It does not matter how much is owed to the bank when you are submitting an offer. Not sure if you are referring to a Short Sale or a Bank Owned Property? Either way, the bank is going to want an offer that is close to fair market value. The lender usually has an appraiser go out and appraise the home to get an idea of the current market value. If you are working with a real estate agent, they should be able to give you some comparable listings so that you have a better idea of what could be a reasonable offer. Good luck.
Sara Mehrpouyan CDPE
Short Sale and Foreclosure Specialist
Dre license #01712757
You may feel frustrated by the answers below, but they are good answers. The bank is not pick up the balance they are owed. They will be looking for Fair Market Value even if the balance is half of that amount or twice that amount. A Broker Price Opinion (BPO) or appraisal will be done to determine the tru value and the will put it on the market for that amount. They may or may not have flexibility in accepting an offer on the home depending upon condition, community, and several other factors. Today, we are not finding 'screaming deals' with these REO properties.
It is hard to determine what the bank is owed because of liens, attorney fees, interest, etc. If you could find that out you will still find that the offer the bank will accept is not determined by that at all. Bottom line is, don't look strictly for bank owned properties. There are sometimes better deals out on the open market. Also, each market is different, so you will need to consult with a local real estate professional to guide you into finding the best home for your situation.
Robert McGuire ASR
Your Castle Real Estate
Direct - 303-669-1246
Speak to a local Realtor and have them assist ... there will be no cost for their valued services.
Your offer should be no more than what the house is worth. Perhaps offer less.
Consider: Maybe the house is worth only half of what the bank is owed. Example: the bank is on the hook for $400,000. But now the property's only worth $200,000. You decide to offer 90% of what the bank was owed: $360,000. You're vastly overpaying, and it's likely the property wouldn't appraise for that.
Even if the property is worth $300,000 and you decide to offer 80% of what was owed, you're offering $320,000 . . . still significantly overpaying.
Besides--being blunt here--don't worry about being "fair" to the banks. They can take good care of themselves. Yes, it'd be nice to make an offer that the bank accepts. But your first priority absolutely must be to make sure that you're getting a reasonable value.
Work with a Realtor. Determine what the house is truly worth. Then work downward from that point.
Hope that helps.
Tom Sommers/Edina Realty
The bank can only sell a home for what it's worth. So even if more is owed on it, through the foreclosure process, that becomes irrelevant (as far as buyers are concerned). The property will be listed on the MLS, and the bank will use sales comps to determine the listing price. Then buyers will have the opportunity to place an offer on the property. In the case of a foreclosure, most often it is wise to not bid too far under asking though, as banks will be unlikely to access a lowball offer, and there may be a lot of competition on the property if it is priced well. Having an experienced agent as your buyers agent can be crucial, as they will help you determine how to best make a successful offer. You can read more about the foreclosure process here: http://richardschulman.com/buyers/foreclosures/ Feel free to contact me for any further assistance or questions.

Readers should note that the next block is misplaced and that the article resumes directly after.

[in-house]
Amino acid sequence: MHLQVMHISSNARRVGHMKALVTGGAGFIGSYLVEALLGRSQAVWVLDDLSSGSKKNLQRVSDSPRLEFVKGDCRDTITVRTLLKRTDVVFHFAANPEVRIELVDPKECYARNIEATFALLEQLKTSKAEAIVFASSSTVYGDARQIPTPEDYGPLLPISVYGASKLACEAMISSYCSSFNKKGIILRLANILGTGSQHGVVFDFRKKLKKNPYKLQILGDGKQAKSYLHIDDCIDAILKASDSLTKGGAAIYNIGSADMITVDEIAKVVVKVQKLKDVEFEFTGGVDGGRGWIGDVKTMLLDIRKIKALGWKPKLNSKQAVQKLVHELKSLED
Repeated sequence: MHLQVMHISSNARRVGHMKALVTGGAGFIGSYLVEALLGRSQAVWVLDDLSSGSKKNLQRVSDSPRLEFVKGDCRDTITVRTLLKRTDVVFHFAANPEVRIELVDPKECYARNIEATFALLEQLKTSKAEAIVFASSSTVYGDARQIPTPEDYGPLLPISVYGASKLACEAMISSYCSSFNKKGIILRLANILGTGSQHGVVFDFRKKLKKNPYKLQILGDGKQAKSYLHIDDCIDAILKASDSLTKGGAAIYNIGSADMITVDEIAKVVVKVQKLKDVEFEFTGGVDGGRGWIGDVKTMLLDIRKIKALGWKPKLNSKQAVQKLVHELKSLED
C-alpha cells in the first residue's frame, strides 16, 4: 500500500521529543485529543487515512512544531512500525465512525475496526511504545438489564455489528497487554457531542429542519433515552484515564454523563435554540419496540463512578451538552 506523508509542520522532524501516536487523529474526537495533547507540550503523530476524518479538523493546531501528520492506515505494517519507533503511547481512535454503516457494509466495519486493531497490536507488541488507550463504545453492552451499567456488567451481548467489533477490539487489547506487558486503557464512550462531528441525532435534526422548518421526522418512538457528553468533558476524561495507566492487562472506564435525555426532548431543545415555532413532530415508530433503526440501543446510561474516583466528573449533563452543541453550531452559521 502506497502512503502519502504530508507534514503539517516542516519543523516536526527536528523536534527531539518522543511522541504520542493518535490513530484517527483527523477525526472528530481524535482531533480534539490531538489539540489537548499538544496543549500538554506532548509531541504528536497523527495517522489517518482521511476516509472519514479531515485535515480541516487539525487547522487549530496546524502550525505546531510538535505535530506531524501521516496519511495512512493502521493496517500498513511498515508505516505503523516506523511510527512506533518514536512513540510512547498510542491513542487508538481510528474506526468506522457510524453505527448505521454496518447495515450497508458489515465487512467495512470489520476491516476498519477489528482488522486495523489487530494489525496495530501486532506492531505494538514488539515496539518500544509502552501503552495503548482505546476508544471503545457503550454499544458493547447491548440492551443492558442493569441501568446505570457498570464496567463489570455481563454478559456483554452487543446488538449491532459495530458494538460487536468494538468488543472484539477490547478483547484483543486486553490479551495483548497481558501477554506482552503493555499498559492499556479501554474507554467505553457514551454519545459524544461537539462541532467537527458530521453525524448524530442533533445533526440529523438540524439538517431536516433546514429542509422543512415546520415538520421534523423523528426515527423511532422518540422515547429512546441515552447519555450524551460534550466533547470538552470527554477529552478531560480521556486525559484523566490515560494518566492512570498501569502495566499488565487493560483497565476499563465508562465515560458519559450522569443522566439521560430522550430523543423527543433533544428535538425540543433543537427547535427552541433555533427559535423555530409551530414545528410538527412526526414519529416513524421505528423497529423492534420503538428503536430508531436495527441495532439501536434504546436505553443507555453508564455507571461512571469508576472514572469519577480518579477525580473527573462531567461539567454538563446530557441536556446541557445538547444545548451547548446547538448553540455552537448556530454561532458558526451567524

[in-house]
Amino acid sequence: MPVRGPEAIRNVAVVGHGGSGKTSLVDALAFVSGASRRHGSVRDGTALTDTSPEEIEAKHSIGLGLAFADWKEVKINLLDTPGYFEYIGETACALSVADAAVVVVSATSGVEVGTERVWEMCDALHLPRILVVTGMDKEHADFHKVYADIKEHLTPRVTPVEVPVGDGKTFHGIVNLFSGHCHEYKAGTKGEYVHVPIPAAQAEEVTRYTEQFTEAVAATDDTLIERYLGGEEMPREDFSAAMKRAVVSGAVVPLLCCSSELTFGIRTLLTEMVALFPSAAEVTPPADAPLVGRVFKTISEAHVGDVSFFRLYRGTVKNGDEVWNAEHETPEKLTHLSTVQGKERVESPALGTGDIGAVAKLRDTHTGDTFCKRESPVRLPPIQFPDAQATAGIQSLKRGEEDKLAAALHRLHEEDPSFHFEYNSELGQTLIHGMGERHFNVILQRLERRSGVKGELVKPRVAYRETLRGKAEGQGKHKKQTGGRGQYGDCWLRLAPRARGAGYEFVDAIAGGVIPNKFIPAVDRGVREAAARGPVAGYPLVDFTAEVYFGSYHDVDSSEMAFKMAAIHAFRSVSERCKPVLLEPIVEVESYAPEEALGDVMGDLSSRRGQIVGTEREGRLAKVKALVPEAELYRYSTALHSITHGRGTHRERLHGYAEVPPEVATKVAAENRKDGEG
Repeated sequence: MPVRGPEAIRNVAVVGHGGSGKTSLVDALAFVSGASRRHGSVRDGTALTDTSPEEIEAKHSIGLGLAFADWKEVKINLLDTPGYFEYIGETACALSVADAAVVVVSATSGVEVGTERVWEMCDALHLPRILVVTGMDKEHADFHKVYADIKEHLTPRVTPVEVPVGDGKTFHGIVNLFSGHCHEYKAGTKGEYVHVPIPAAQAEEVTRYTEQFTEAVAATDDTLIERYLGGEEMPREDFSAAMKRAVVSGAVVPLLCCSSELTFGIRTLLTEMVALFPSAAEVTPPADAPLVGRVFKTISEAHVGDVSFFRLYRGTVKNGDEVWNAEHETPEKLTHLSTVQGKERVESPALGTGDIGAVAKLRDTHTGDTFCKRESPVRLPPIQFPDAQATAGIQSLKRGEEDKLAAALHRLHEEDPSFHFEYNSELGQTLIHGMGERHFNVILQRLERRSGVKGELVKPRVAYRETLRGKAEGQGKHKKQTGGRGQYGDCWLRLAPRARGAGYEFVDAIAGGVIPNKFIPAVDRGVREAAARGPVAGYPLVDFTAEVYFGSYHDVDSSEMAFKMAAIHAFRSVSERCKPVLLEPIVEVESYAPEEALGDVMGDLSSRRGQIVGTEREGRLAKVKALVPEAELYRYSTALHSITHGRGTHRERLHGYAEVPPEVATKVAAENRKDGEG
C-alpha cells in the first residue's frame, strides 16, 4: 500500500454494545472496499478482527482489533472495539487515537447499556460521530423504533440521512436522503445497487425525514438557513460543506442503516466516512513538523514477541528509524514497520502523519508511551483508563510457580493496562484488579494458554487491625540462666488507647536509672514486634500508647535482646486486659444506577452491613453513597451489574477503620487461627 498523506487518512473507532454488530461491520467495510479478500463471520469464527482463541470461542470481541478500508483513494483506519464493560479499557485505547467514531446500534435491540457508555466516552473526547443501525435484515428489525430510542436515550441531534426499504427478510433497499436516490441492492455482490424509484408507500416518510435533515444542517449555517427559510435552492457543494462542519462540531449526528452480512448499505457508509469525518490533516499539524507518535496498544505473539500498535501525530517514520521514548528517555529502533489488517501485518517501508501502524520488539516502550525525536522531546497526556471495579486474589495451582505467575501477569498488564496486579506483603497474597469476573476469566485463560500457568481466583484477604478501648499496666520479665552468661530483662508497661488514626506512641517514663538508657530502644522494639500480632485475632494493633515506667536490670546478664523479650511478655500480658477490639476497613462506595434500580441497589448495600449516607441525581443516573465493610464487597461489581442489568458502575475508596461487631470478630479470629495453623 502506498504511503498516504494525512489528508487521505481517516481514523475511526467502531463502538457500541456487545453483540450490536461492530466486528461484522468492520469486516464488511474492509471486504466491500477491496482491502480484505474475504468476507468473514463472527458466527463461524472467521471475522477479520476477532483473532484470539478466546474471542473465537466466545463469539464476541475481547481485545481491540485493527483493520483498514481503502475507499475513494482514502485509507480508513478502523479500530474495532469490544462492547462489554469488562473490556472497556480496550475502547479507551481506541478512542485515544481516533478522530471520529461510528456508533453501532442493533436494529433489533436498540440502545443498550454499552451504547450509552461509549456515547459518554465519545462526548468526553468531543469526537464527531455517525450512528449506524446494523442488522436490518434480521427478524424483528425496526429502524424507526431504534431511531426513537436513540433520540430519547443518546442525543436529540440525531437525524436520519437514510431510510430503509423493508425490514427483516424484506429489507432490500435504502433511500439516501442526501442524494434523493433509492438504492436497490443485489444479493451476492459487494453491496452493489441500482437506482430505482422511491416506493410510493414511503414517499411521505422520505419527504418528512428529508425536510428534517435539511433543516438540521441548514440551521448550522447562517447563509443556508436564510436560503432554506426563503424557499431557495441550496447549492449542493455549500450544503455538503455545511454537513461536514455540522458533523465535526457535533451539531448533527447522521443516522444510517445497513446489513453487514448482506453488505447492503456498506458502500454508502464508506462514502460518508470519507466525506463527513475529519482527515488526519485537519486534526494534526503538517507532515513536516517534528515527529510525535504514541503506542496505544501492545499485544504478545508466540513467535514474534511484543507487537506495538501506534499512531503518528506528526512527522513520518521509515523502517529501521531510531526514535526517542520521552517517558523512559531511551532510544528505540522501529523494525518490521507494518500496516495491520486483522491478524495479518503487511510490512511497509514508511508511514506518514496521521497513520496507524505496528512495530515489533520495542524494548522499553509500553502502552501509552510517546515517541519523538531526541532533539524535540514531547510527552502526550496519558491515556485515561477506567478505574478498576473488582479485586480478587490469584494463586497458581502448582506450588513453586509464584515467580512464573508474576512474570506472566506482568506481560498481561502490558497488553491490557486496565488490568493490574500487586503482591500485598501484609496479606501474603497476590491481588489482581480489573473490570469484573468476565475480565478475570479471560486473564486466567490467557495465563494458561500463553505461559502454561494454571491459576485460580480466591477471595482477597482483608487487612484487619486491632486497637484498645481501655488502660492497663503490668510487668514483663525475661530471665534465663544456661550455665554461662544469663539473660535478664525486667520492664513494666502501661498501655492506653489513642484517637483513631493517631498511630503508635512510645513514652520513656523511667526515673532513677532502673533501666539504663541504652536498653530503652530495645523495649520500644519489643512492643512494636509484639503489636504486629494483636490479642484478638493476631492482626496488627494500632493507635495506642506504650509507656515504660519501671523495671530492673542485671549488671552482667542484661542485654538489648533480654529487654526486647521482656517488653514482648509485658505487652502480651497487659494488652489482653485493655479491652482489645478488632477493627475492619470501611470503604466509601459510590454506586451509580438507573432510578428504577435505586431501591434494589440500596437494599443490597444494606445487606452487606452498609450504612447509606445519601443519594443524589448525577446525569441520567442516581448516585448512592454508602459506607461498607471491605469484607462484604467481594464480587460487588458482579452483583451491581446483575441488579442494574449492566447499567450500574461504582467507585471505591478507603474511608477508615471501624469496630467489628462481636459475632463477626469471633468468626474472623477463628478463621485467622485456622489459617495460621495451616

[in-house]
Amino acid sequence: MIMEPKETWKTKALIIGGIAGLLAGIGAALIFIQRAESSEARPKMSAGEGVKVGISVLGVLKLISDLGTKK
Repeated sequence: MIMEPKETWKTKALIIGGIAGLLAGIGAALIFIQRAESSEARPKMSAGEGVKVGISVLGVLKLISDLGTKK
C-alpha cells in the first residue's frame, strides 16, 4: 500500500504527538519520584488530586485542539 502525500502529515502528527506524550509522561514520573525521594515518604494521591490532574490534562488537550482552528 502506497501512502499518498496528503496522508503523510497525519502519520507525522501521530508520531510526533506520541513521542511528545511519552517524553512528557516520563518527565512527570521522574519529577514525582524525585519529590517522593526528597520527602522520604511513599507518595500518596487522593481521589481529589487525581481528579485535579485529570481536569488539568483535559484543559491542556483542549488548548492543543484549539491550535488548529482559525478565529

Keller Williams Realty
#1 Buyers Agent KW Los Angeles Region
There is no easy answer to this question. I will give you two examples to illustrate. A good real estate professional can find out what the previous mortgage was on the bank. But the biggest factor is the market price. In order to determine that, the bank will have a real estate office do a BPO (Broker Price Order). After they have the BPO the bank gives the house as a listing to a different brokerage to sell.
Imagine a foreclosure that only one bank was owed 500k and the market price is 400k. If the asset manager wants it to move quickly, they will price it below market, perhaps in this case, at 375k. If they are not worried about moving the house, they may ask the listing agent to price it at 425k.
Now imagine a house that had two mortgages. The first was for 400k and the second for 100k. When the first forecloses on the property, the second completely loses out. So, the bank that foreclosed may be happy to list it at 400k.
It gets even more complicated with tax liens and third and fourth mortgages. But the bottom line is that the bank that foreclosed is the one that will determine what is the right price. So, pick a real estate professional that knows what they are doing and knows the market.
Please let me know if I can help.
However if you're curious about the outstanding loan I should be able to access that for you.
Prudential California Realty a HomeServices Of America and
Berkshire Hathaway Affiliate
Office: (888) 995-7575
DRE # 01438893